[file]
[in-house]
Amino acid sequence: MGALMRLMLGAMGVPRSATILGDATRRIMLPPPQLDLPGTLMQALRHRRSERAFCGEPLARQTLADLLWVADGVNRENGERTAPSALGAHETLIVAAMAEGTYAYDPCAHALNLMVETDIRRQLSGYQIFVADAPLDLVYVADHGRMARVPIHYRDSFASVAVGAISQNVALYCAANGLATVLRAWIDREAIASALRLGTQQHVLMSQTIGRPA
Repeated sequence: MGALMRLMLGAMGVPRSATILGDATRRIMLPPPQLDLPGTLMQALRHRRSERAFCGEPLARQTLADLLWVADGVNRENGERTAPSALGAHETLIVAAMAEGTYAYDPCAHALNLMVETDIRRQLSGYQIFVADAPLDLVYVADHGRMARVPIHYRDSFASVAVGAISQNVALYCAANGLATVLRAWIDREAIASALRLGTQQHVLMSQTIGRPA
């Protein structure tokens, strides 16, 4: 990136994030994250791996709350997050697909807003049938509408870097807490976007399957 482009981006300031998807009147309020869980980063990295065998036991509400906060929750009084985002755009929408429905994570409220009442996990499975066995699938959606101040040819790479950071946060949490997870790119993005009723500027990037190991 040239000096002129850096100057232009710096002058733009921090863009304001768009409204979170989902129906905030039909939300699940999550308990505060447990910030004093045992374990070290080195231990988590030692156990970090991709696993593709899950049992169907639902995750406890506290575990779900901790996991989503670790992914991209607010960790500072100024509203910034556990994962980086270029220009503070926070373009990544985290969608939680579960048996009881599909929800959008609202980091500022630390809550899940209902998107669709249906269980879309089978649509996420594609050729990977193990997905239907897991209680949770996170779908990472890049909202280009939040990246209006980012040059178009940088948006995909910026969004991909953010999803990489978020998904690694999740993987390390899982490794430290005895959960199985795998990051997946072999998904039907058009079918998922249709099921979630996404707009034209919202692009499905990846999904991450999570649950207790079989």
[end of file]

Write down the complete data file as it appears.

[in-house]
Amino acid sequence: MGALMRLMLGAMGVPRSATILGDATRRIMLPPPQLDLPGTLMQALRHRRSERAFCGEPLARQTLADLLWVADGVNRENGERTAPSALGAHETLIVAAMAEGTYAYDPCAHALNLMVETDIRRQLSGYQIFVADAPLDLVYVADHGRMARVPIHYRDSFASVAVGAISQNVALYCAANGLATVLRAWIDREAIASALRLGTQQHVLMSQTIGRPA
Repeated sequence: MGALMRLMLGAMGVPRSATILGDATRRIMLPPPQLDLPGTLMQALRHRRSERAFCGEPLARQTLADLLWVADGVNRENGERTAPSALGAHETLIVAAMAEGTYAYDPCAHALNLMVETDIRRQLSGYQIFVADAPLDLVYVADHGRMARVPIHYRDSFASVAVGAISQNVALYCAANGLATVLRAWIDREAIASALRLGTQQHVLMSQTIGRPA
């Protein structure tokens, strides 16, 4: 990136994030994250791996709350997050697909807003049938509408870097807490976007399957 482009981006300031998807009147309020869980980063990295065998036991509400906060929750009084985002755009929408429905994570409220009442996990499975066995699938959606101040040819790479950071946060949490997870790119993005009723500027990037190991 040239000096002129850096100057232009710096002058733009921090863009304001768009409204979170989902129906905030039909939300699940999550308990505060447990910030004093045992374990070290080195231990988590030692156990970090991709696993593709899950049992169907639902995750406890506290575990779900901790996991989503670790992914991209607010960790500072100024509203910034556990994962980086270029220009503070926070373009990544985290969608939680579960048996009881599909929800959008609202980091500022630390809550899940209902998107669709249906269980879309089978649509996420594609050729990977193990997905239907897991209680949770996170779908990472890049909202280009939040990246209006980012040059178009940088948006995909910026969004991909953010999803990489978020998904690694999740993987390390899982490794430290005895959960199985795998990051997946072999998904039907058009079918998922249709099921979630996404707009034209919202692009499905990846999904991450999570649950207790079989």